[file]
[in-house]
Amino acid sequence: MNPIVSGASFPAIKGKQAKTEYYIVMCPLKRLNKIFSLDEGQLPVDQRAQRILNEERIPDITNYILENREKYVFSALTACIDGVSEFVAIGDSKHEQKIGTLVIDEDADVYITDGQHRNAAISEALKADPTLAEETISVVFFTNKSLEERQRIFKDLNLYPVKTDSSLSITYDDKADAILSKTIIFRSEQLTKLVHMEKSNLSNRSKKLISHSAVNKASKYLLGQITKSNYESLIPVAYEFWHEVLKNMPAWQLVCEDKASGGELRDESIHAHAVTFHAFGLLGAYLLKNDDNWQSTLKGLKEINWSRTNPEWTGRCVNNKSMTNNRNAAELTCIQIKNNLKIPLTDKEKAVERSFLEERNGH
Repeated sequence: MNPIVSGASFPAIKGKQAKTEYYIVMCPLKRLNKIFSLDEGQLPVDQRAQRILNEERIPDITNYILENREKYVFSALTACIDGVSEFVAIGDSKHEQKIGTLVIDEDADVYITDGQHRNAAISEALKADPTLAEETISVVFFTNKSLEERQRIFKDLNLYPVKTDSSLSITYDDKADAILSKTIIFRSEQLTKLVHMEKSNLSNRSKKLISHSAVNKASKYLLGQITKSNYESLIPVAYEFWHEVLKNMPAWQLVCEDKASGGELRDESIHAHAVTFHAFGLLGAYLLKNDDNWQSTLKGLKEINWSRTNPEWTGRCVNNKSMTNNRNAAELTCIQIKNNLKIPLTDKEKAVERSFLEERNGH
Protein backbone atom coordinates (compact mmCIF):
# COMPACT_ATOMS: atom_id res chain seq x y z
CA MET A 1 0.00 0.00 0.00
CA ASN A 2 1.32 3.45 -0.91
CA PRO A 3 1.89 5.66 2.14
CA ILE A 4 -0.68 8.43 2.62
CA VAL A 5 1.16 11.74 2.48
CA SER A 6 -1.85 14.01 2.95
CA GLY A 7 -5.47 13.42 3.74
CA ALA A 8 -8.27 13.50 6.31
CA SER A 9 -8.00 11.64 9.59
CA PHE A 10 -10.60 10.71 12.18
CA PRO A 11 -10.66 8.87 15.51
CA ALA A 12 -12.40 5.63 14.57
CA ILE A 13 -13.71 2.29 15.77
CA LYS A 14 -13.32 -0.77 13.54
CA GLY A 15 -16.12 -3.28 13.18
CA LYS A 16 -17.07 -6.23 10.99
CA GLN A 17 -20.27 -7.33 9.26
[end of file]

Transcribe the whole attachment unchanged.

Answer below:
[in-house]
Amino acid sequence: MNPIVSGASFPAIKGKQAKTEYYIVMCPLKRLNKIFSLDEGQLPVDQRAQRILNEERIPDITNYILENREKYVFSALTACIDGVSEFVAIGDSKHEQKIGTLVIDEDADVYITDGQHRNAAISEALKADPTLAEETISVVFFTNKSLEERQRIFKDLNLYPVKTDSSLSITYDDKADAILSKTIIFRSEQLTKLVHMEKSNLSNRSKKLISHSAVNKASKYLLGQITKSNYESLIPVAYEFWHEVLKNMPAWQLVCEDKASGGELRDESIHAHAVTFHAFGLLGAYLLKNDDNWQSTLKGLKEINWSRTNPEWTGRCVNNKSMTNNRNAAELTCIQIKNNLKIPLTDKEKAVERSFLEERNGH
Repeated sequence: MNPIVSGASFPAIKGKQAKTEYYIVMCPLKRLNKIFSLDEGQLPVDQRAQRILNEERIPDITNYILENREKYVFSALTACIDGVSEFVAIGDSKHEQKIGTLVIDEDADVYITDGQHRNAAISEALKADPTLAEETISVVFFTNKSLEERQRIFKDLNLYPVKTDSSLSITYDDKADAILSKTIIFRSEQLTKLVHMEKSNLSNRSKKLISHSAVNKASKYLLGQITKSNYESLIPVAYEFWHEVLKNMPAWQLVCEDKASGGELRDESIHAHAVTFHAFGLLGAYLLKNDDNWQSTLKGLKEINWSRTNPEWTGRCVNNKSMTNNRNAAELTCIQIKNNLKIPLTDKEKAVERSFLEERNGH
Protein backbone atom coordinates (compact mmCIF):
# COMPACT_ATOMS: atom_id res chain seq x y z
CA MET A 1 0.00 0.00 0.00
CA ASN A 2 1.32 3.45 -0.91
CA PRO A 3 1.89 5.66 2.14
CA ILE A 4 -0.68 8.43 2.62
CA VAL A 5 1.16 11.74 2.48
CA SER A 6 -1.85 14.01 2.95
CA GLY A 7 -5.47 13.42 3.74
CA ALA A 8 -8.27 13.50 6.31
CA SER A 9 -8.00 11.64 9.59
CA PHE A 10 -10.60 10.71 12.18
CA PRO A 11 -10.66 8.87 15.51
CA ALA A 12 -12.40 5.63 14.57
CA ILE A 13 -13.71 2.29 15.77
CA LYS A 14 -13.32 -0.77 13.54
CA GLY A 15 -16.12 -3.28 13.18
CA LYS A 16 -17.07 -6.23 10.99
CA GLN A 17 -20.27 -7.33 9.26